Disinfectants unable to kill salmonella in food-processing plants: study

20th of February 2014
Disinfectants unable to kill salmonella in food-processing plants: study

Once salmonella has found its way into a food processing plant the bacteria can be extremely hard to eliminate, according to a new study.

Researchers used three types of disinfectant in an attempt to kill a build-up of salmonella bacteria that had formed on a variety of hard surfaces.

"We found that where the biofilm had been allowed to grow for seven days before the disinfectant was applied, it was not possible to kill the salmonella cells using any of the three disinfectants," said National University Ireland researcher Mary Corcoran.

"People need to question whether disinfectants that are promoted for killing various types of bacteria are really as effective in real-life situations as they are claimed to be. The disinfectant may often add very little, if anything, to good cleaning and appropriate food-handling practices."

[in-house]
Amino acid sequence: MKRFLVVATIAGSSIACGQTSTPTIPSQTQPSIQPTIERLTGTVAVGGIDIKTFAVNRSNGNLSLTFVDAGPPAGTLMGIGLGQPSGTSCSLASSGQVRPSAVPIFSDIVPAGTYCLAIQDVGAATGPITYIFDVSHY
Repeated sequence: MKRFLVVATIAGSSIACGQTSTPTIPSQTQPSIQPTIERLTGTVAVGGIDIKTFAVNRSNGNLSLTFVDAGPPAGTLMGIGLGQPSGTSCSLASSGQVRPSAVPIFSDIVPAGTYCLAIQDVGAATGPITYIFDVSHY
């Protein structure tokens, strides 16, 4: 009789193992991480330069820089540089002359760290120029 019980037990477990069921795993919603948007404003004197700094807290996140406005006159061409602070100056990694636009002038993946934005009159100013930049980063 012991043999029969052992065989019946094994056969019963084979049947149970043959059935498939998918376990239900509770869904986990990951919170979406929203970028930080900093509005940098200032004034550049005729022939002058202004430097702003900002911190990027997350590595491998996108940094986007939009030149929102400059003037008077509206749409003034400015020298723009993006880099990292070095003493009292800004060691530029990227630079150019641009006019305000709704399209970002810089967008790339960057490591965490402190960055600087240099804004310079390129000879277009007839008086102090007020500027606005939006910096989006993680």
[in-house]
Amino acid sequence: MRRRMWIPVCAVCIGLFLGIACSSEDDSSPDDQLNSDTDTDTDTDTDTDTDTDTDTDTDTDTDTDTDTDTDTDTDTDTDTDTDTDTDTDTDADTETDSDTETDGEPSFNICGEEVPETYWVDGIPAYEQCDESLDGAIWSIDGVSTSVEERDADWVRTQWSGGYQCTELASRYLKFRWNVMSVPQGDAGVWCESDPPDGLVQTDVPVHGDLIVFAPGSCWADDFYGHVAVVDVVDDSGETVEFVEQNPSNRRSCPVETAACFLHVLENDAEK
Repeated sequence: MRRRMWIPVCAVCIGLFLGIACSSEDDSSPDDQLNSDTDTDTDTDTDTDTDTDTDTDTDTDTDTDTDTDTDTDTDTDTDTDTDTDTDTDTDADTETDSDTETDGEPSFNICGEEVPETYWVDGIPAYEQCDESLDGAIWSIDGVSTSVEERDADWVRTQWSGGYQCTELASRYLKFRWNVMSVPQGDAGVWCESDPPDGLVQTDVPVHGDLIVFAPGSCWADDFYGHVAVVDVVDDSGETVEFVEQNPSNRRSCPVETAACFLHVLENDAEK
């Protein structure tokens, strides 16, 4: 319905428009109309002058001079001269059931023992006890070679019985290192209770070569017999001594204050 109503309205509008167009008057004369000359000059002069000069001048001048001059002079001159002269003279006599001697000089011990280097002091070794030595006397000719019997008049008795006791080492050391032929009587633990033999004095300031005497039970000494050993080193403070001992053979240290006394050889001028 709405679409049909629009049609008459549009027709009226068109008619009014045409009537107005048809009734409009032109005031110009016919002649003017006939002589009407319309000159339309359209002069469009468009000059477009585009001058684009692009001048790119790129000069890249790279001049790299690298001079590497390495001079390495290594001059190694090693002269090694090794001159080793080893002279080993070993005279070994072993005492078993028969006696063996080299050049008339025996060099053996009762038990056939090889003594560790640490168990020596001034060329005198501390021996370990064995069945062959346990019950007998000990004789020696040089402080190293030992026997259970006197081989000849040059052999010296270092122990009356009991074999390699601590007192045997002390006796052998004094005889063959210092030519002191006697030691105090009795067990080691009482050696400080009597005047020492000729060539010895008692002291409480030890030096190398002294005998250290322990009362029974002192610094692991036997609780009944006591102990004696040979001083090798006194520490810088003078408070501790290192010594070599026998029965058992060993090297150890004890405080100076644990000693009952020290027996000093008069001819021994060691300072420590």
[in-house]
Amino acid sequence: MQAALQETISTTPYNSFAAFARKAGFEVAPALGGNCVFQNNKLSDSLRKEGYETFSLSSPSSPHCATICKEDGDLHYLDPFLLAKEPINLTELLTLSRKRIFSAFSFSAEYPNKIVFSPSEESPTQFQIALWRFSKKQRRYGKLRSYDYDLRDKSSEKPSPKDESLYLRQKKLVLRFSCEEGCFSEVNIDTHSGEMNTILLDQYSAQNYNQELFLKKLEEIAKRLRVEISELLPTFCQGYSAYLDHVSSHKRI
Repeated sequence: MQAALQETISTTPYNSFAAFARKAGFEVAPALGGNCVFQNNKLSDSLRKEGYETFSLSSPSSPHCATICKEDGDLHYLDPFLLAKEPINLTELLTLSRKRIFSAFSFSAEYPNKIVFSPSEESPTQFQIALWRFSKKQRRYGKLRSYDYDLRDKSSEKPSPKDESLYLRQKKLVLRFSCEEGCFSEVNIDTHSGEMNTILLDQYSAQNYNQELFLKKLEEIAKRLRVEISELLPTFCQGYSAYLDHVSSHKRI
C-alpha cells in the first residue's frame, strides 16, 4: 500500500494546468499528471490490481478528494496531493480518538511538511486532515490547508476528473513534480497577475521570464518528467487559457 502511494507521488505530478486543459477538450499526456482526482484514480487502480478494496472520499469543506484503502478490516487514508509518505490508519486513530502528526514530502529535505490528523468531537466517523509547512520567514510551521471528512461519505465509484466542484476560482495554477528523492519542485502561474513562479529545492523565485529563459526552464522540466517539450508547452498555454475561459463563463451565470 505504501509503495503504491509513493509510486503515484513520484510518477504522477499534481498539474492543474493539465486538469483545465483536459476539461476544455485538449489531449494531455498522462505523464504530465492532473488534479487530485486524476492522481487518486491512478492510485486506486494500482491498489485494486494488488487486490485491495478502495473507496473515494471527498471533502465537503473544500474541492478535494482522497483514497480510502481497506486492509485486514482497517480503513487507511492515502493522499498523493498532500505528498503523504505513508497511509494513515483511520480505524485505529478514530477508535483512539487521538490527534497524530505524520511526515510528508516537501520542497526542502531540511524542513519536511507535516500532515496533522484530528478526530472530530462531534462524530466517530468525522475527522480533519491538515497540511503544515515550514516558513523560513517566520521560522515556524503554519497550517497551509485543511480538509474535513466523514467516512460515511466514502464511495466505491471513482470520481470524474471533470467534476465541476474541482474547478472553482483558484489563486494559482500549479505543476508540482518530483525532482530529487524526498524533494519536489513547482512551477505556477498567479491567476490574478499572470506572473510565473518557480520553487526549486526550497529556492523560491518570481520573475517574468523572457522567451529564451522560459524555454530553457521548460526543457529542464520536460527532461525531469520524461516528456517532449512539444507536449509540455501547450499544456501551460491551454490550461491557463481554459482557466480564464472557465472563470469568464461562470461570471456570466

The surfaces analysed in the project included glass, stainless steel, glazed tiles and plastic. The study revealed that the salmonella biofilm increased in density over time and also attached itself more firmly to the surface. In each case the biofilm survived even after the researchers had soaked it in disinfectant for 90 minutes.

According to Corcoran, further research is needed to find better ways of killing salmonella biofilms. And she adds that food processing facilities need to keep salmonella out of clean areas where cooked foods are processed and packaged.



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